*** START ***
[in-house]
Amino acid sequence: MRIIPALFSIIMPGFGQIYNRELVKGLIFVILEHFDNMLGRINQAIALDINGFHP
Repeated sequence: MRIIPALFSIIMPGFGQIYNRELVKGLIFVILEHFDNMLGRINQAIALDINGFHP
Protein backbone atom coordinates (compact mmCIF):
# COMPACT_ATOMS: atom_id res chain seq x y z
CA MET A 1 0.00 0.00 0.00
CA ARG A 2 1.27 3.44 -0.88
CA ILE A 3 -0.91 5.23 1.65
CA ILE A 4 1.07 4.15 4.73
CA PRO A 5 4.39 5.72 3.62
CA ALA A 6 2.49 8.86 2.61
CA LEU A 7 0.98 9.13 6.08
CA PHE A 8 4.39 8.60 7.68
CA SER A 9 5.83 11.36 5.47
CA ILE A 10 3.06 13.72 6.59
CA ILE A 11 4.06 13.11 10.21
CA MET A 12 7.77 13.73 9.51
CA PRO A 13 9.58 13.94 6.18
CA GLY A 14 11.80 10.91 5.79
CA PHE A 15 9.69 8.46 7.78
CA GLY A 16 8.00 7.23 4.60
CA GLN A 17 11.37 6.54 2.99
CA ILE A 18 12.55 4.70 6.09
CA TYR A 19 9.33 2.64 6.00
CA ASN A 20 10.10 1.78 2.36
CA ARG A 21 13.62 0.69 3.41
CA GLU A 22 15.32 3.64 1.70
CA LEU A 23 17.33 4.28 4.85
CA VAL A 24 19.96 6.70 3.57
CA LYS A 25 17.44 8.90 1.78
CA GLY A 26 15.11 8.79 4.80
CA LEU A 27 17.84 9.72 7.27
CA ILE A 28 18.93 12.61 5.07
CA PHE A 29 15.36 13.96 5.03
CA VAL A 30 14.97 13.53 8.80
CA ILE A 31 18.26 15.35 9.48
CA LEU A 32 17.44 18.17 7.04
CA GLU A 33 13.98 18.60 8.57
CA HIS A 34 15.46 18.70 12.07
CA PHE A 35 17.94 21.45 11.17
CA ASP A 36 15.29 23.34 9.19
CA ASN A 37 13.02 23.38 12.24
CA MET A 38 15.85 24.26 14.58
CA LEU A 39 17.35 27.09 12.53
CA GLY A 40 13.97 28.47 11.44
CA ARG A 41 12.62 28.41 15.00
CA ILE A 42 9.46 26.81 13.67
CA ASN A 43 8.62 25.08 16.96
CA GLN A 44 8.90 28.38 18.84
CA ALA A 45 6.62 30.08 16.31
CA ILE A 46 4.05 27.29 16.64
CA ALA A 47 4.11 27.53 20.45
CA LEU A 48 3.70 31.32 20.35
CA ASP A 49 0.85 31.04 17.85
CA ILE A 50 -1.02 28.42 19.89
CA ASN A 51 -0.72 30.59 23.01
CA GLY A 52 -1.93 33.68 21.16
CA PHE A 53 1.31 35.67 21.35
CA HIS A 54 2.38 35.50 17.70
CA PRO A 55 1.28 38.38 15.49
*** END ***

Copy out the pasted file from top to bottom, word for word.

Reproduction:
[in-house]
Amino acid sequence: MRIIPALFSIIMPGFGQIYNRELVKGLIFVILEHFDNMLGRINQAIALDINGFHP
Repeated sequence: MRIIPALFSIIMPGFGQIYNRELVKGLIFVILEHFDNMLGRINQAIALDINGFHP
Protein backbone atom coordinates (compact mmCIF):
# COMPACT_ATOMS: atom_id res chain seq x y z
CA MET A 1 0.00 0.00 0.00
CA ARG A 2 1.27 3.44 -0.88
CA ILE A 3 -0.91 5.23 1.65
CA ILE A 4 1.07 4.15 4.73
CA PRO A 5 4.39 5.72 3.62
CA ALA A 6 2.49 8.86 2.61
CA LEU A 7 0.98 9.13 6.08
CA PHE A 8 4.39 8.60 7.68
CA SER A 9 5.83 11.36 5.47
CA ILE A 10 3.06 13.72 6.59
CA ILE A 11 4.06 13.11 10.21
CA MET A 12 7.77 13.73 9.51
CA PRO A 13 9.58 13.94 6.18
CA GLY A 14 11.80 10.91 5.79
CA PHE A 15 9.69 8.46 7.78
CA GLY A 16 8.00 7.23 4.60
CA GLN A 17 11.37 6.54 2.99
CA ILE A 18 12.55 4.70 6.09
CA TYR A 19 9.33 2.64 6.00
CA ASN A 20 10.10 1.78 2.36
CA ARG A 21 13.62 0.69 3.41
CA GLU A 22 15.32 3.64 1.70
CA LEU A 23 17.33 4.28 4.85
CA VAL A 24 19.96 6.70 3.57
CA LYS A 25 17.44 8.90 1.78
CA GLY A 26 15.11 8.79 4.80
CA LEU A 27 17.84 9.72 7.27
CA ILE A 28 18.93 12.61 5.07
CA PHE A 29 15.36 13.96 5.03
CA VAL A 30 14.97 13.53 8.80
CA ILE A 31 18.26 15.35 9.48
CA LEU A 32 17.44 18.17 7.04
CA GLU A 33 13.98 18.60 8.57
CA HIS A 34 15.46 18.70 12.07
CA PHE A 35 17.94 21.45 11.17
CA ASP A 36 15.29 23.34 9.19
CA ASN A 37 13.02 23.38 12.24
CA MET A 38 15.85 24.26 14.58
CA LEU A 39 17.35 27.09 12.53
CA GLY A 40 13.97 28.47 11.44
CA ARG A 41 12.62 28.41 15.00
CA ILE A 42 9.46 26.81 13.67
CA ASN A 43 8.62 25.08 16.96
CA GLN A 44 8.90 28.38 18.84
CA ALA A 45 6.62 30.08 16.31
CA ILE A 46 4.05 27.29 16.64
CA ALA A 47 4.11 27.53 20.45
CA LEU A 48 3.70 31.32 20.35
CA ASP A 49 0.85 31.04 17.85
CA ILE A 50 -1.02 28.42 19.89
CA ASN A 51 -0.72 30.59 23.01
CA GLY A 52 -1.93 33.68 21.16
CA PHE A 53 1.31 35.67 21.35
CA HIS A 54 2.38 35.50 17.70
CA PRO A 55 1.28 38.38 15.49